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Open Access Research article

The association between retraction of the torn rotator cuff and increasing expression of hypoxia inducible factor 1α and vascular endothelial growth factor expression: an immunohistological study

Stefan Lakemeier*, Johannes JA Reichelt, Thilo Patzer, Susanne Fuchs-Winkelmann, Juergen RJ Paletta and Markus D Schofer

Author Affiliations

Department of Orthopedics and Rheumatology, University Hospital Marburg, Marburg, Germany

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BMC Musculoskeletal Disorders 2010, 11:230  doi:10.1186/1471-2474-11-230


The electronic version of this article is the complete one and can be found online at: http://www.biomedcentral.com/1471-2474/11/230


Received:17 April 2010
Accepted:8 October 2010
Published:8 October 2010

© 2010 Lakemeier et al; licensee BioMed Central Ltd.

This is an Open Access article distributed under the terms of the Creative Commons Attribution License (http://creativecommons.org/licenses/by/2.0), which permits unrestricted use, distribution, and reproduction in any medium, provided the original work is properly cited.

Abstract

Background

Differing levels of tendon retraction are found in full-thickness rotator cuff tears. The pathophysiology of tendon degeneration and retraction is unclear. Neoangiogenesis in tendon parenchyma indicates degeneration. Hypoxia inducible factor 1α (HIF) and vascular endothelial growth factor (VEGF) are important inducers of neoangiogenesis. Rotator cuff tendons rupture leads to fatty muscle infiltration (FI) and muscle atrophy (MA). The aim of this study is to clarify the relationship between HIF and VEGF expression, neoangiogenesis, FI, and MA in tendon retraction found in full-thickness rotator cuff tears.

Methods

Rotator cuff tendon samples of 33 patients with full-thickness medium-sized rotator cuff tears were harvested during reconstructive surgery. The samples were dehydrated and paraffin embedded. For immunohistological determination of VEGF and HIF expression, sample slices were strained with VEGF and HIF antibody dilution. Vessel density and vessel size were determined after Masson-Goldner staining of sample slices. The extent of tendon retraction was determined intraoperatively according to Patte's classification. Patients were assigned to 4 categories based upon Patte tendon retraction grade, including one control group. FI and MA were measured on standardized preoperative shoulder MRI.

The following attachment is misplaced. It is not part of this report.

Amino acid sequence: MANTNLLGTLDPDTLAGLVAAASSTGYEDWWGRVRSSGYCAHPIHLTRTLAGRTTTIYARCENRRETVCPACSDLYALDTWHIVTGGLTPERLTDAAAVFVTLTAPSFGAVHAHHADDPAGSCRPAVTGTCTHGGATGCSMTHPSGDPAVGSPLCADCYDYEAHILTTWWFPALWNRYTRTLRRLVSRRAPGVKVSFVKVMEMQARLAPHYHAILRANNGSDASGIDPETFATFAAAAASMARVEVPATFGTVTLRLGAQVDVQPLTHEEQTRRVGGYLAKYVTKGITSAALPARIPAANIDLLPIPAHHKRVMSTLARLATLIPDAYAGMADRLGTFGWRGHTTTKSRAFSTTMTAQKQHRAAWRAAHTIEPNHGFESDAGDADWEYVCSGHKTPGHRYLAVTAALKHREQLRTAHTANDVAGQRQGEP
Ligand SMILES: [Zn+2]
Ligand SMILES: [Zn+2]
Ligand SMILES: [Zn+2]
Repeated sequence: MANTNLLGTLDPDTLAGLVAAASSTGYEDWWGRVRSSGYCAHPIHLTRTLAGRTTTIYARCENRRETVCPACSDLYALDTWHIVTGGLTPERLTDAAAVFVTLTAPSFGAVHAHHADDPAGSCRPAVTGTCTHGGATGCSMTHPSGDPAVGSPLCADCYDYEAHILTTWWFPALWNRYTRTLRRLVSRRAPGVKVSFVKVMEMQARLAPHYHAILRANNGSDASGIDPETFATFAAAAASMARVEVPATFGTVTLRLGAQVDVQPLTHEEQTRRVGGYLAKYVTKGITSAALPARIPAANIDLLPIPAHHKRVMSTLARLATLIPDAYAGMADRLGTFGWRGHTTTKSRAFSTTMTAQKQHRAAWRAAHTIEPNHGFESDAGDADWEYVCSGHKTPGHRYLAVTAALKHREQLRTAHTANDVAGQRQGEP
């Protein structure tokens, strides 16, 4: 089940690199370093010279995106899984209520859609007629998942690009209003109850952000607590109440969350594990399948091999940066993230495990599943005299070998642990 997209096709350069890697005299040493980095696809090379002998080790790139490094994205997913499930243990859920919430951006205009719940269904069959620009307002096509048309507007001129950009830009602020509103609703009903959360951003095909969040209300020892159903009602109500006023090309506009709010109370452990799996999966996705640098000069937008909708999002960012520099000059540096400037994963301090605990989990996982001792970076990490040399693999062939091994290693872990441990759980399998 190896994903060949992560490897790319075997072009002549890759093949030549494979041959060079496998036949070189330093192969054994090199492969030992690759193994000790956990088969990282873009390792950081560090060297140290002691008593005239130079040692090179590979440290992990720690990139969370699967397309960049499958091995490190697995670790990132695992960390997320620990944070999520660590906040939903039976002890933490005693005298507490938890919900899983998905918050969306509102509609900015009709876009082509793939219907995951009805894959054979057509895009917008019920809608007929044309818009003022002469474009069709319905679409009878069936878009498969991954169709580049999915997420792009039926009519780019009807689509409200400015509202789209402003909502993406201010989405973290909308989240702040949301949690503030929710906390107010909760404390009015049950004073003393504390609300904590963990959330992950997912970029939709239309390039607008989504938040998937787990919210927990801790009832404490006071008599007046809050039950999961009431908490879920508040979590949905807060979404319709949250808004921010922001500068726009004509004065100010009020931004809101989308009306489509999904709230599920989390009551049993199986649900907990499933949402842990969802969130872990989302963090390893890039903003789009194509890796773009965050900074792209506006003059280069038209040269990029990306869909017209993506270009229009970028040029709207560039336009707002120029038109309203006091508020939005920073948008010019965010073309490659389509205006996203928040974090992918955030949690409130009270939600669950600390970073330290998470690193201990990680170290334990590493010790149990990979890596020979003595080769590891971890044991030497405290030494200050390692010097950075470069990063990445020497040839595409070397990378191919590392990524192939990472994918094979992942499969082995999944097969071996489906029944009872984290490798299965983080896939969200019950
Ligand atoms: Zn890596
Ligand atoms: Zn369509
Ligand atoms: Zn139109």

Results

HIF and VEGF expression, FI, and MA were significantly higher in torn cuff samples compared with healthy tissue (p < 0.05). HIF and VEGF expression, and vessel density significantly increased with extent of tendon retraction (p < 0.05). A correlation between HIF/VEGF expression and FI and MA could be found (p < 0.05). There was no significant correlation between HIF/VEGF expression and neovascularity (p > 0.05)

Conclusion

Tendon retraction in full-thickness medium-sized rotator cuff tears is characterized by neovascularity, increased VEGF/HIF expression, FI, and MA. VEGF expression and neovascularity may be effective monitoring tools to assess tendon degeneration.

Background

Rotator cuff injury affects both the tendons and the associated muscles. Full thickness tears may result in muscle and tendon retraction, leading to a change in the angulation of muscle fibers and subsequent fatty infiltration (FI) [1]. FI was first observed by computed tomography (CT), which led to the five- stage1 classification system that is based upon fat-to-muscle ratio, one of the most important prognostic indicators after rotator cuff repair [1]. Furthermore, rotator cuff muscle atrophy (MA) is important in assessing treatment of rotator cuff tears [2-5]. Although these radiological parameters are good indicators of tendon degeneration, the histopathology of the degenerating rotator cuff are not as clear. Benson et al. proposed that hypoxic changes in the cuff contributes to loss of cells by apoptosis, which may be responsible for the development of tears [6]. These authors found different levels of hypoxia inducible factor 1α (HIF) in the damaged rotator cuff [7]. HIF is known to be an important upregulator of vascular endothelial growth factor (VEGF), which stimulates endothelial cells and vessels to invade hypovascularized tissue [8]. Pufe et al. and Peterson et al. found higher concentrations of VEGF in degenerative Achilles tendon as compared with healthy tissue [9,10]. Although the rotator cuff injury has been attributed to hypovascularity, there is some evidence that neovascularization also occurs [11]. Lewis et al. described increased neovascularity in patients with rotator cuff tendinopathy; increased HIF and VEGF expression in the diseased rotator cuff, but not in tendon retraction [12]. Furthermore, neovascularity has not been definitively proven histologically until this point.

The purpose of this study is to examine HIF and VEGF expression, and neovascularity in torn rotator cuff tissue from patients with medium size (3-5 cm, formally Bateman stage 3) full-thickness tears and tendon retraction, compared with healthy control samples. A second goal is to find an association between FI, MA and the amount of VEGF and HIF expression and neovascularity within both torn rotator cuffs.

Methods

Patients